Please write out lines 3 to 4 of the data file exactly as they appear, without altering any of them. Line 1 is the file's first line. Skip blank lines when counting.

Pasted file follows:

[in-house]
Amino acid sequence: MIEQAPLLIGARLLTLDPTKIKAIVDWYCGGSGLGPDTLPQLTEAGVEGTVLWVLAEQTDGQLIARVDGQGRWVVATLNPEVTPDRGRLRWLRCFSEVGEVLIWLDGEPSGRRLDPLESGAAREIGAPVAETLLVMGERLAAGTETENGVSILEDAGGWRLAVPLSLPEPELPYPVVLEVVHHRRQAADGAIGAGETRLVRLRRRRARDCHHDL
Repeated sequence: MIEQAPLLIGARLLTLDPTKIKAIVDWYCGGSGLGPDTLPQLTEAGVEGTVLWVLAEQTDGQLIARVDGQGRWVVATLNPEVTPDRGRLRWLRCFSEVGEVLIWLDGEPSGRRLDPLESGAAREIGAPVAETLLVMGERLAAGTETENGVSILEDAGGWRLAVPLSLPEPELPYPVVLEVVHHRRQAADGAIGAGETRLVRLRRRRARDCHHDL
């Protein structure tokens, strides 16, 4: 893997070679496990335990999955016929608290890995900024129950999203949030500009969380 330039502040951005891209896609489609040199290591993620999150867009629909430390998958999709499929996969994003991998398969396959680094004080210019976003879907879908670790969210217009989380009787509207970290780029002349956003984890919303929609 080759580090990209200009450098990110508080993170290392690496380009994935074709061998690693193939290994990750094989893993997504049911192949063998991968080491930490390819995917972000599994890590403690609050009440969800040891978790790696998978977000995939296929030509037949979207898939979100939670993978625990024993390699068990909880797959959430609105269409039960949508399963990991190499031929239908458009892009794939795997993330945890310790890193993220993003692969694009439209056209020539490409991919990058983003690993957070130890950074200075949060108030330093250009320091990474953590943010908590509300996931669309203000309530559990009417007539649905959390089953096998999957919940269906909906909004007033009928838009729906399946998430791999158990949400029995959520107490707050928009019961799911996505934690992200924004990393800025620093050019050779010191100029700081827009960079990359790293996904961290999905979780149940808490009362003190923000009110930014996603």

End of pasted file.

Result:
Repeated sequence: MIEQAPLLIGARLLTLDPTKIKAIVDWYCGGSGLGPDTLPQLTEAGVEGTVLWVLAEQTDGQLIARVDGQGRWVVATLNPEVTPDRGRLRWLRCFSEVGEVLIWLDGEPSGRRLDPLESGAAREIGAPVAETLLVMGERLAAGTETENGVSILEDAGGWRLAVPLSLPEPELPYPVVLEVVHHRRQAADGAIGAGETRLVRLRRRRARDCHHDL
């Protein structure tokens, strides 16, 4: 893997070679496990335990999955016929608290890995900024129950999203949030500009969380 330039502040951005891209896609489609040199290591993620999150867009629909430390998958999709499929996969994003991998398969396959680094004080210019976003879907879908670790969210217009989380009787509207970290780029002349956003984890919303929609 080759580090990209200009450098990110508080993170290392690496380009994935074709061998690693193939290994990750094989893993997504049911192949063998991968080491930490390819995917972000599994890590403690609050009440969800040891978790790696998978977000995939296929030509037949979207898939979100939670993978625990024993390699068990909880797959959430609105269409039960949508399963990991190499031929239908458009892009794939795997993330945890310790890193993220993003692969694009439209056209020539490409991919990058983003690993957070130890950074200075949060108030330093250009320091990474953590943010908590509300996931669309203000309530559990009417007539649905959390089953096998999957919940269906909906909004007033009928838009729906399946998430791999158990949400029995959520107490707050928009019961799911996505934690992200924004990393800025620093050019050779010191100029700081827009960079990359790293996904961290999905979780149940808490009362003190923000009110930014996603």